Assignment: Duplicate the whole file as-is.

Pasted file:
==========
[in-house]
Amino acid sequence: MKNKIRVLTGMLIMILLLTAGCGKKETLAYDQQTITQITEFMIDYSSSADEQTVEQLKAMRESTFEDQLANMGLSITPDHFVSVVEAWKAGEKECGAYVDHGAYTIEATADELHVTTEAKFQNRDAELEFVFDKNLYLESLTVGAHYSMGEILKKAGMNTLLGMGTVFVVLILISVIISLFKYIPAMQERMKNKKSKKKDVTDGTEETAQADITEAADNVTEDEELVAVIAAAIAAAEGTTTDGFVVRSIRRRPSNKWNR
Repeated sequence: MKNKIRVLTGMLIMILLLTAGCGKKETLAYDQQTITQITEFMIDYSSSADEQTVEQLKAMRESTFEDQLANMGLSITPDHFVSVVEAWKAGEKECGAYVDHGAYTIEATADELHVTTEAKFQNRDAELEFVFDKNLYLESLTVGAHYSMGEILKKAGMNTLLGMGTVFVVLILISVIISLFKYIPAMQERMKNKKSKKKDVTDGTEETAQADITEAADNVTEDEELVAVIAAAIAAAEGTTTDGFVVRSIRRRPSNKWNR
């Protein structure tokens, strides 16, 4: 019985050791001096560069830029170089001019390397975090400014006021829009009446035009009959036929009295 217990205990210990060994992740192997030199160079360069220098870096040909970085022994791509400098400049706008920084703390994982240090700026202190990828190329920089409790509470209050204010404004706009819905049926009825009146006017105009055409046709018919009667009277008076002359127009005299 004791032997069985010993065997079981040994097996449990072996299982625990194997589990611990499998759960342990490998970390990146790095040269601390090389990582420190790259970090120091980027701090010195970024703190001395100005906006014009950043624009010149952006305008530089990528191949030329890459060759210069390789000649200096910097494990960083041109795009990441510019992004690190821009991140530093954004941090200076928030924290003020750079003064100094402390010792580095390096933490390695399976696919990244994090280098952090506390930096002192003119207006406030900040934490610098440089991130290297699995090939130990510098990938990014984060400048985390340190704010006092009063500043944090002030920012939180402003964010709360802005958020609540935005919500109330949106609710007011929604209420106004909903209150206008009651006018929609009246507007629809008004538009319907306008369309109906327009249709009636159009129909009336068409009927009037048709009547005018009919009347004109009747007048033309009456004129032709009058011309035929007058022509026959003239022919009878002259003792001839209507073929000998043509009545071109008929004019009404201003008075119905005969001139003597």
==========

[in-house]
Amino acid sequence: MKNKIRVLTGMLIMILLLTAGCGKKETLAYDQQTITQITEFMIDYSSSADEQTVEQLKAMRESTFEDQLANMGLSITPDHFVSVVEAWKAGEKECGAYVDHGAYTIEATADELHVTTEAKFQNRDAELEFVFDKNLYLESLTVGAHYSMGEILKKAGMNTLLGMGTVFVVLILISVIISLFKYIPAMQERMKNKKSKKKDVTDGTEETAQADITEAADNVTEDEELVAVIAAAIAAAEGTTTDGFVVRSIRRRPSNKWNR
Repeated sequence: MKNKIRVLTGMLIMILLLTAGCGKKETLAYDQQTITQITEFMIDYSSSADEQTVEQLKAMRESTFEDQLANMGLSITPDHFVSVVEAWKAGEKECGAYVDHGAYTIEATADELHVTTEAKFQNRDAELEFVFDKNLYLESLTVGAHYSMGEILKKAGMNTLLGMGTVFVVLILISVIISLFKYIPAMQERMKNKKSKKKDVTDGTEETAQADITEAADNVTEDEELVAVIAAAIAAAEGTTTDGFVVRSIRRRPSNKWNR
């Protein structure tokens, strides 16, 4: 019985050791001096560069830029170089001019390397975090400014006021829009009446035009009959036929009295 217990205990210990060994992740192997030199160079360069220098870096040909970085022994791509400098400049706008920084703390994982240090700026202190990828190329920089409790509470209050204010404004706009819905049926009825009146006017105009055409046709018919009667009277008076002359127009005299 004791032997069985010993065997079981040994097996449990072996299982625990194997589990611990499998759960342990490998970390990146790095040269601390090389990582420190790259970090120091980027701090010195970024703190001395100005906006014009950043624009010149952006305008530089990528191949030329890459060759210069390789000649200096910097494990960083041109795009990441510019992004690190821009991140530093954004941090200076928030924290003020750079003064100094402390010792580095390096933490390695399976696919990244994090280098952090506390930096002192003119207006406030900040934490610098440089991130290297699995090939130990510098990938990014984060400048985390340190704010006092009063500043944090002030920012939180402003964010709360802005958020609540935005919500109330949106609710007011929604209420106004909903209150206008009651006018929609009246507007629809008004538009319907306008369309109906327009249709009636159009129909009336068409009927009037048709009547005018009919009347004109009747007048033309009456004129032709009058011309035929007058022509026959003239022919009878002259003792001839209507073929000998043509009545071109008929004019009404201003008075119905005969001139003597």